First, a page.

Articles  |   October 2015
SEE Question
Article Information
Cardiovascular Anesthesia / Pain Medicine / Pharmacology / Regional Anesthesia / Articles
Articles   |   October 2015
SEE Question
ASA Monitor 10 2015, Vol.79, 46.
ASA Monitor 10 2015, Vol.79, 46.
You are caring for a patient undergoing arthroscopic shoulder surgery and plan to use an interscalene catheter for postoperative pain control. According to a recent study, which of the following would most likely result from adding 10 µg dexmedetomidine to the local anesthetic used for the block?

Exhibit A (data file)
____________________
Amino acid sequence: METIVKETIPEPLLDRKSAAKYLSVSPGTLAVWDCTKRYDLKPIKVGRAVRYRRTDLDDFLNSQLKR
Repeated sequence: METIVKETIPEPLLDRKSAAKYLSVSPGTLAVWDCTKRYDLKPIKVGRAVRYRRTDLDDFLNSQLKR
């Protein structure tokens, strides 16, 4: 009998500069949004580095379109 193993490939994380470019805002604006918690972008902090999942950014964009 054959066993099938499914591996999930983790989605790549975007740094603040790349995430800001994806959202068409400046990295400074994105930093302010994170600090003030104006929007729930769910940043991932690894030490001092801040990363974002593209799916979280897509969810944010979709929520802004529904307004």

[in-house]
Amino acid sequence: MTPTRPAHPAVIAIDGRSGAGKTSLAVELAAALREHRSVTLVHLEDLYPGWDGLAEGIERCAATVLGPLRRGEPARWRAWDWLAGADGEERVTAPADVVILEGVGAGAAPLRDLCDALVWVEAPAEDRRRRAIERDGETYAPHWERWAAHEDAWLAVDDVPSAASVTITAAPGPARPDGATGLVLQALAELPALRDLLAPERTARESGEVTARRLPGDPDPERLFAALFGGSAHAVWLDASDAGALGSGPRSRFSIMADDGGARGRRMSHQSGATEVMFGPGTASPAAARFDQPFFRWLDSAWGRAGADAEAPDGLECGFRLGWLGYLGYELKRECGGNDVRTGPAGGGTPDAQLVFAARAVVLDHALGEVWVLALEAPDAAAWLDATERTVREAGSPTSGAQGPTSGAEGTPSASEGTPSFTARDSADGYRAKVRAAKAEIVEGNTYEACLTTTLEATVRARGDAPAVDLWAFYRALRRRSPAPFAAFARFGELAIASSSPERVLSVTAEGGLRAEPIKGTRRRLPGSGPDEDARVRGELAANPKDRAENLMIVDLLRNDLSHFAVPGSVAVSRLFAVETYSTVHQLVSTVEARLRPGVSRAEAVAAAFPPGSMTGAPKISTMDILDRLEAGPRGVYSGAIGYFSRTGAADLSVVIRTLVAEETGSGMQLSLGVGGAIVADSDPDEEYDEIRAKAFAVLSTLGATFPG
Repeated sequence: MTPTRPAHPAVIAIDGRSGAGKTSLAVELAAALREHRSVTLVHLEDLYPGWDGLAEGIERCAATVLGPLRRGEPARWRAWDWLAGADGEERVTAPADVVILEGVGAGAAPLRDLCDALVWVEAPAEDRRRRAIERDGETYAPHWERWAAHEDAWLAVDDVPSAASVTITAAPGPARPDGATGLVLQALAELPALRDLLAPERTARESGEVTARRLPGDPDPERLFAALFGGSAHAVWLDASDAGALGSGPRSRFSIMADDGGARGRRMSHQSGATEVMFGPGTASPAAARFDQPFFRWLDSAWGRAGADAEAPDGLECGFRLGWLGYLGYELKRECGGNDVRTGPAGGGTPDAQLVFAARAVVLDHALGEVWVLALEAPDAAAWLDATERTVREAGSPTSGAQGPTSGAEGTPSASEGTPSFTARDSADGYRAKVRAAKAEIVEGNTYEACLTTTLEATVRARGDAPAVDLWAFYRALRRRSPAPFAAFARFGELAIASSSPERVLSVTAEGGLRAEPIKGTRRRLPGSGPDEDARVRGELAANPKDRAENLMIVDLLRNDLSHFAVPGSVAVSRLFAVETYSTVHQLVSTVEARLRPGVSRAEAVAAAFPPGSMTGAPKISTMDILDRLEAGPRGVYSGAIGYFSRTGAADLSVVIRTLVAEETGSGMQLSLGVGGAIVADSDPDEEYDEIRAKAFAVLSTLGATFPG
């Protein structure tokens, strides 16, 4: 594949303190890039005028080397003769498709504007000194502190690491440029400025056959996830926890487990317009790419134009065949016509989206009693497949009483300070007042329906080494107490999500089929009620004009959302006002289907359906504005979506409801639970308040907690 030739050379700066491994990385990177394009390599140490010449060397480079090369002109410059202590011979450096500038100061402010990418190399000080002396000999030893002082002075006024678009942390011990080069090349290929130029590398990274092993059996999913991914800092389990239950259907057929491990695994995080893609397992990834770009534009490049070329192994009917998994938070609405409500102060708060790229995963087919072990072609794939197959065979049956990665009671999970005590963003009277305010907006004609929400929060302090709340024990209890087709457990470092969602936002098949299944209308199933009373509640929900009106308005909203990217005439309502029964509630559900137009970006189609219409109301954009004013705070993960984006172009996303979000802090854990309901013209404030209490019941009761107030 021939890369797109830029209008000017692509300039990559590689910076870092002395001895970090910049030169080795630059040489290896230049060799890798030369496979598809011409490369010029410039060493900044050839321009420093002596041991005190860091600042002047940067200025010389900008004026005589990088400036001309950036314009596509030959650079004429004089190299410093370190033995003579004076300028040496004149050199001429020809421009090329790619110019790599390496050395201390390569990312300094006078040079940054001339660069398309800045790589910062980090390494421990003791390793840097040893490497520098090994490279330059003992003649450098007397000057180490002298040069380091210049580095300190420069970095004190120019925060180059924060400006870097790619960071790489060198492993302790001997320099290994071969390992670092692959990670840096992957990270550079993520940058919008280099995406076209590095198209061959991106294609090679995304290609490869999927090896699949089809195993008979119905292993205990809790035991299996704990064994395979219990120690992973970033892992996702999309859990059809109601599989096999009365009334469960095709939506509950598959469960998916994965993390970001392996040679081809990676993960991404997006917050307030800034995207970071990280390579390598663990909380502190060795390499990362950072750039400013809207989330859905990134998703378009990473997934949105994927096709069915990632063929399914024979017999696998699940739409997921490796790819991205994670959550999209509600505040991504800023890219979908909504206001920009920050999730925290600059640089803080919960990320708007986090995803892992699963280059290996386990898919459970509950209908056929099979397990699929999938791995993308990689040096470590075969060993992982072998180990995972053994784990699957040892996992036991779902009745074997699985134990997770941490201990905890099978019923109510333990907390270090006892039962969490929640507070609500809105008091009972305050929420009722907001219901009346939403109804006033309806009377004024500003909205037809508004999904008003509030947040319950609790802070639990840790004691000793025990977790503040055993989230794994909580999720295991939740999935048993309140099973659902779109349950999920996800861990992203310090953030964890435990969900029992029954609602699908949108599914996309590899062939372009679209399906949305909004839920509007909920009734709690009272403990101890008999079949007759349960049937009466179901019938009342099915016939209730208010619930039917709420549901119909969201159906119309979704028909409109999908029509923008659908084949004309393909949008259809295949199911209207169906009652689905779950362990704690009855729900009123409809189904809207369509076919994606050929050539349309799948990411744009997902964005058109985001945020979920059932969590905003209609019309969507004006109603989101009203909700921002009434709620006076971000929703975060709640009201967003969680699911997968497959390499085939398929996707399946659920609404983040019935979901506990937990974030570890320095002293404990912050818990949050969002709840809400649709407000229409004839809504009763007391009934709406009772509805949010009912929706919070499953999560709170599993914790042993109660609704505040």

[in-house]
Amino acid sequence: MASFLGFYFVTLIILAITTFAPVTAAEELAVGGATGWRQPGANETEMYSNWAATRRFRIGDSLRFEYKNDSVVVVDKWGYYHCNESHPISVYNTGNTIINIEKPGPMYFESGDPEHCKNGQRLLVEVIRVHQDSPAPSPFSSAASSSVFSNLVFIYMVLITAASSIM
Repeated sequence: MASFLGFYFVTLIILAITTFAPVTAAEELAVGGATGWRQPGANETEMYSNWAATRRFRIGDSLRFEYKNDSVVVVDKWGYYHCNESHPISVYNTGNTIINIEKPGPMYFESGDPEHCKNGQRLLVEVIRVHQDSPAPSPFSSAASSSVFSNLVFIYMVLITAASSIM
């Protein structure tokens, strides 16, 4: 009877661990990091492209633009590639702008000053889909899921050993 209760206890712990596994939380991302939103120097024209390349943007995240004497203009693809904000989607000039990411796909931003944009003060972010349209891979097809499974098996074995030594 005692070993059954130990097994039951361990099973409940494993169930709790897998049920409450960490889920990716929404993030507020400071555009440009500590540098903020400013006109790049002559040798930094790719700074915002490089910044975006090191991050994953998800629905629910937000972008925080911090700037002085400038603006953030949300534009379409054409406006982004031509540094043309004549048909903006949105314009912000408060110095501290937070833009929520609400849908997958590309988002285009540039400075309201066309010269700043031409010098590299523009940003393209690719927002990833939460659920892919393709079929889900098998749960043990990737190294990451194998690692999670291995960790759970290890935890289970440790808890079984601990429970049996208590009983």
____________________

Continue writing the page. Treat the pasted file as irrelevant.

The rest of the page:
Regional techniques are frequently used to manage pain after upper-extremity surgeries. The most common technique for these blocks is use of only local anesthetic medications. Interest exists in using pharmacologic adjuncts to improve the analgesia provided by regional blocks. Dexmedetomidine has shown promise as an adjunct for intrathecal, caudal and intravenous regional techniques. It has also been shown that using dexmedetomidine as an adjunct for upper-extremity blocks at doses ranging from 100 µg to 1 µg/kg speeds up onset, prolongs block duration and reduces pain scores in varying degrees. When used at a dose of 2.5 µg/mL for single-shot axillary block, bradycardia has been reported.
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